on December 29, 2011
Devil's Gate is book nine in the NUMA Files Series. The first eight books were a collaboration between Clive Cussler and Paul Komprecos. What I enjoyed about them was the close camaraderie between the four main characters that make up NUMA's Special Assignments Team. Devil's Gate is a new collaboration between Cussler and Graham Brown, and I was sure some of the original characterizations I had grown used to would be lost or changed. As it turned out, while there are some slight differences in the writing style between this book and the original eight, it wasn't enough to stop me from finishing or enjoying the book. The main characters are presented pretty much the way they were before and the story is exciting. Kurt Austin, Joe Zavala, and Gamay and Paul Trout once again save the world, this time from a dictator who has coerced scientists into creating a super-weapon using magnetic super-conductor and particle accelerator technology. A nice touch was writing Dirk Pitt, the main character from Cussler's other NUMA Series, into this story as an active participant, thus tying the two series closer together. I definitely recommend this book. In fact, I have read all of the books Clive Cussler has written solo or in collaboration - Dirk Pitt Series, Oregon Files Series, NUMA Files Series, Isaac Bell Series, Fargo Series - and have enjoyed them all except for the Fargo Series.
on May 20, 2014
Like many of you reading this, you too are a big Clive Cussler fan. We love the mixture of romantic historical events and the modern thrill ride presented by global threat. We love the wonder of the sea and the danger of the desert. We love to root for bond-esk characters along with his buddy as they save the damsel in distress, only to find out later she is no damsel but a strong woman with much to offer the reader. But most of all we love when each of these things come together to form a hodgepodge of good old fashioned kick butt and take names, and while you're at it, take the girl to bed too. So here in Devil's Gate we get an opportunity to relive all the adventures we lived before in other Cussler works. The only thing you will need to know know is whether or not what I mention above will be found in this book as well. So let's find out, shall we?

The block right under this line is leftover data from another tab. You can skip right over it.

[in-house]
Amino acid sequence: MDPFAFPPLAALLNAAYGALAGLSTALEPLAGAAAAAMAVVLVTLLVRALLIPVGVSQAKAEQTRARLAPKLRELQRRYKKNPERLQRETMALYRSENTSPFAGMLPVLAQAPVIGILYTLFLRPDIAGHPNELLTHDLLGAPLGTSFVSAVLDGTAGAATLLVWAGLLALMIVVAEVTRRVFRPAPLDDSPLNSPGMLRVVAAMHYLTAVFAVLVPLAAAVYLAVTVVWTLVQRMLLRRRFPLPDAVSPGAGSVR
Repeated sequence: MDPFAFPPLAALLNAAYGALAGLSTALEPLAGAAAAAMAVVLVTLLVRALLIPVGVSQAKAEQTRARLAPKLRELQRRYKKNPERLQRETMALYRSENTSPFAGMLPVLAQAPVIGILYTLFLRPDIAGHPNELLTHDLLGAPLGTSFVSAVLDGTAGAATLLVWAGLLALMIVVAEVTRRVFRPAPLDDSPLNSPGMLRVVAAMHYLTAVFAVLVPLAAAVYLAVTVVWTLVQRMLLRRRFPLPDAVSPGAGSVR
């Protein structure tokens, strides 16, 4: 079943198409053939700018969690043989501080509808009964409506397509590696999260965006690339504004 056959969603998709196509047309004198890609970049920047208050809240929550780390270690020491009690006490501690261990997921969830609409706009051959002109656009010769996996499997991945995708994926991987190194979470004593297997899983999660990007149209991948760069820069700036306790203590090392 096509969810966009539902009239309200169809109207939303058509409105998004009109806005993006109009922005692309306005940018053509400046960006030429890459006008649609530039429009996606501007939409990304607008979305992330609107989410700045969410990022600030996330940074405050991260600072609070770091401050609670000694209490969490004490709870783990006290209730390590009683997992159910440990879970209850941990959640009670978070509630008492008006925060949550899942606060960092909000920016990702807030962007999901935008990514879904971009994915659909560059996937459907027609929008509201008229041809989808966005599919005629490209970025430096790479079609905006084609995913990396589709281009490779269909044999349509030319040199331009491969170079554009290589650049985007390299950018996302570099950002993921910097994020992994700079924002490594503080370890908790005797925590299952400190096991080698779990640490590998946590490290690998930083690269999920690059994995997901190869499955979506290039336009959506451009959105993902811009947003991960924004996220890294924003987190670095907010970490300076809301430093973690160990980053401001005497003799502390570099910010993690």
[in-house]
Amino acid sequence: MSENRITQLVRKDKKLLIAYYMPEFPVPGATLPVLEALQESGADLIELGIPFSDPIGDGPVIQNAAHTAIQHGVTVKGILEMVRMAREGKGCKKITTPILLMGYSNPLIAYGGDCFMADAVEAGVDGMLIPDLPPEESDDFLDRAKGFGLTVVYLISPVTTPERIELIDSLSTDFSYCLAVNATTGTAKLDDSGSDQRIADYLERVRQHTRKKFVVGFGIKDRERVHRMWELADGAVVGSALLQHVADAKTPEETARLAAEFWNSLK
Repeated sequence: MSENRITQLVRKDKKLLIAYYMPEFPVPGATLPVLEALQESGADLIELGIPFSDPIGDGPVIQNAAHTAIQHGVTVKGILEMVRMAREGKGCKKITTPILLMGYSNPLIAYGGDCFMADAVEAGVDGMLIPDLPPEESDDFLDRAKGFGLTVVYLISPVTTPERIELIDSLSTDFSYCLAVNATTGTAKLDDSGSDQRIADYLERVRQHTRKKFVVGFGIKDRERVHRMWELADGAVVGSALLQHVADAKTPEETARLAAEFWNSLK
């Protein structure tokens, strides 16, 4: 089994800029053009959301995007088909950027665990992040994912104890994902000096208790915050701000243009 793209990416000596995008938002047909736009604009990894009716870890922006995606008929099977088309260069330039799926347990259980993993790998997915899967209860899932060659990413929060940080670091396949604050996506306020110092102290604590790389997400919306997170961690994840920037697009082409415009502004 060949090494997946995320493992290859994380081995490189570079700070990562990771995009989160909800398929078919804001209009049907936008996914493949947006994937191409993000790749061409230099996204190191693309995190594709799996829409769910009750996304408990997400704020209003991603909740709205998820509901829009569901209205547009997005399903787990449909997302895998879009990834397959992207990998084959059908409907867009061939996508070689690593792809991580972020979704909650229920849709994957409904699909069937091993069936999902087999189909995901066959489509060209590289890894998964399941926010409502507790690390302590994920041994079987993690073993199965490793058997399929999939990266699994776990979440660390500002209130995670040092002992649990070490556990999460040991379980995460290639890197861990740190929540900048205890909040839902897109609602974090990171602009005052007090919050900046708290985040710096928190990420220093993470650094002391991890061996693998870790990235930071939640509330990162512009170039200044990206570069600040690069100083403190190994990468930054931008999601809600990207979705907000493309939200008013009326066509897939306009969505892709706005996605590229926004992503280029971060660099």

Okay, so here is the basic premise of the book, and yes there may be small plot spoilers ahead but I'll try to keep them to a minimum. A president of an African country is bound on word and responsibility to bring his once floundering nation into the modern era. No longer can his citizens sit back and be taken advantage of by greedy foreign companies plundering the nation's resources and making them live on a miniscule fraction of the profits. Action must be taken by the state and that action must be severe. But other countries are not going sit back and watch their investments be stolen by a wreckless government, and this African leader knows it. He must insure that no one forces his people back to the scraps they were once given. And the only way to prevent it is to create a weapon of incredible destruction.
This weapon is like nothing ever seen before, but it is not a weapon easily achieved or constructed. Resources will be needed to construct it, materials bought or stolen to build it, scientists with great minds to design it. These things cannot be garnered in his country but in others, and a willingness to participate is not required. And this is where our heroic team of buddies enters the picture.
After a deadly run in with savage pirates on the open sea, Kurt and Joe are tasked to find out the mystery of a sunken ship and a mysterious gravimetric anomaly that causes planes and ships to disappear. But the dynamic duo are not the only ones to seek answers to the mystery as scores of other countries also set out to find a solution to the problem. But scientific discovery isn't the only thing that peaks the interests of those involved, as profit, too, comes into play. With this in mind danger rears its head and pins the team of Kurt and Joe against the bad guys.
With a much larger cast than most Cussler books, the action is spread out over quite a bit of space. Each character seems to have their own bit of time in the spotlight and the fight against danger is as compelling for the rest of the team as it is for the main characters, Kurt and Joe. At nearly 500 pages (HC) the book covers a ton of time, area, and story, and in doing so, Kurt and Joe are not the only ones you'll be inspired to root for. Death and danger can strike from anywhere and threaten any of the characters. Even characters borrowed from other books get a compelling bit of time.
In the end, the book reads well and the events flow naturally. The action is throughout and the characters leap from the page. A few things could have been improved along the way as I found some of the connection between the story and the historical foundation like in most other Pitt books was a little thin here. And although some of the other characters had great story lines too, I felt some could have been scaled down or cut all together. Overall though the book is a good read, perhaps not quite as strong as stories past but good nonetheless.